The OCALI policy team created the Ohio Interagency Work Group on Autism (IWGA) State Fiscal Year 2019 Report entitled “Supporting Ohioans with Autism Across Agencies, Across the State, Across the Lifespan.” The report, released in July, details the progress being made in Ohio toward the IWGA’s mission to improve the coordination of the state’s efforts to address the service needs of individuals with autism spectrum disorders and the families of those individuals.
Additionally, the state of Ohio’s biennial budget was finalized in July after a delay of 17 days past the state’s deadline. Importantly, the OCALI policy team was part of the Ohio Multi-System Youth Coalition, a network of parents, child advocates and service providers that worked hard to ensure that the budget included important provisions to end forced custody relinquishment of multi-system youth so those young people can access needed treatment.
The term ‘multi-system youth’ refers to children and teenagers with complex behavioral, physical and developmental needs that require the assistance of multiple state and local departments and agencies. Sometimes the needs of these young people are so profound that they require services, such as out-of-home residential treatment, that private insurance or Medicaid don’t pay for. This forces parents to make the heart-wrenching decision to relinquish custody of their children to a child services agency so they can get the help they need.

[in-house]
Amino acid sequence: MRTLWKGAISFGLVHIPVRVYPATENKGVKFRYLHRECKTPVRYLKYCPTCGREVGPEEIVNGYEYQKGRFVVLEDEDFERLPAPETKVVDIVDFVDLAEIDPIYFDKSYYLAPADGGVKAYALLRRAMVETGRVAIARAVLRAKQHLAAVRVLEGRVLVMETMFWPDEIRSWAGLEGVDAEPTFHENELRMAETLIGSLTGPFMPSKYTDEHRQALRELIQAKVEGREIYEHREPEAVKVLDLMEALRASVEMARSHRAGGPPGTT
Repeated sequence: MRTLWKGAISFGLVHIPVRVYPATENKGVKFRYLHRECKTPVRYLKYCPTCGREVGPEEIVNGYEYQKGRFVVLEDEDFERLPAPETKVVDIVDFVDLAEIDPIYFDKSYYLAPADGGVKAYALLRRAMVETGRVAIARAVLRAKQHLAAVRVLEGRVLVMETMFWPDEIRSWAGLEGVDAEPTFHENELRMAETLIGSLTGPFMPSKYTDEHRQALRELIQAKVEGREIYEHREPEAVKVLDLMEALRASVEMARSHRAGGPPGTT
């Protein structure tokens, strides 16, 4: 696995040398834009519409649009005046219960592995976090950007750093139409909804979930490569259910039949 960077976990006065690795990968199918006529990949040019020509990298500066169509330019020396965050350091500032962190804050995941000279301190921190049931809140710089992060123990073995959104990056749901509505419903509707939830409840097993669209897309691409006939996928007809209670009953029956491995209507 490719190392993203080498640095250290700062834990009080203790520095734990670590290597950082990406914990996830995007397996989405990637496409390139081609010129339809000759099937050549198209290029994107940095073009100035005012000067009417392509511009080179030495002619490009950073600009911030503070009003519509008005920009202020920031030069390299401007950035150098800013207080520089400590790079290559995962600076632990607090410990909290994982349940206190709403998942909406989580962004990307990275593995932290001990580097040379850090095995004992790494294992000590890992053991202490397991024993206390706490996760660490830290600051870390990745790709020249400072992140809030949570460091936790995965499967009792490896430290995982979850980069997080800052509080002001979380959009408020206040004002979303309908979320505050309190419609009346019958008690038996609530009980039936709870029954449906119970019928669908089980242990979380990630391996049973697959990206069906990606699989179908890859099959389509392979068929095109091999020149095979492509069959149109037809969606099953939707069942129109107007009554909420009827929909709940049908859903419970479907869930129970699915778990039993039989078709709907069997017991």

“For many years, families like mine suffered alone and in silence. It feels like someone has finally heard us,” said Whitehall resident Mark Butler. Butler was forced to surrender custody of his son Andrew to gain access to residential treatment for behavioral issues related to severe Autism, mental illness and an intellectual disability. “Governor DeWine, Speaker Householder, Representatives Lipps, Romanchuk and West, Senate President Obhof, Senate Minority Leader Yuko, Senator Hottinger and the entire Senate Finance Committee have all given me hope that the state cares about children like Andrew and has found the resolve to address this issue.”
Parents and advocates have worked for five years to end this practice of forced custody relinquishment. This budget cycle they found allies in Governor DeWine’s cabinet and in both parties in the House and Senate.
“We are grateful for support from Ohio’s Governor, House and Senate to end this horrible practice,” said Gayle Channing-Tenebaum, Medicaid Consultant for Children and Youth, Center for Community Solutions Policy Fellow, The Voinovich School, Ohio University. “It is especially heartening to see such broad bipartisan support for these families with many champions on both sides of the aisle.”
In the final budget, the state Family and Children First Council will have to develop a plan to reduce forced custody relinquishment by the end of the year and it also includes a requirement to create an $18 million Multi-System Youth Custody Relinquishment Fund for families facing custody relinquishment.
“Each day across our state, families like mine face heart-wrenching choices to get the care they need for their child,” said Jerry Freewalt, a parent who once faced the prospect of forced custody relinquishment. “Thank you so much for what you have done.”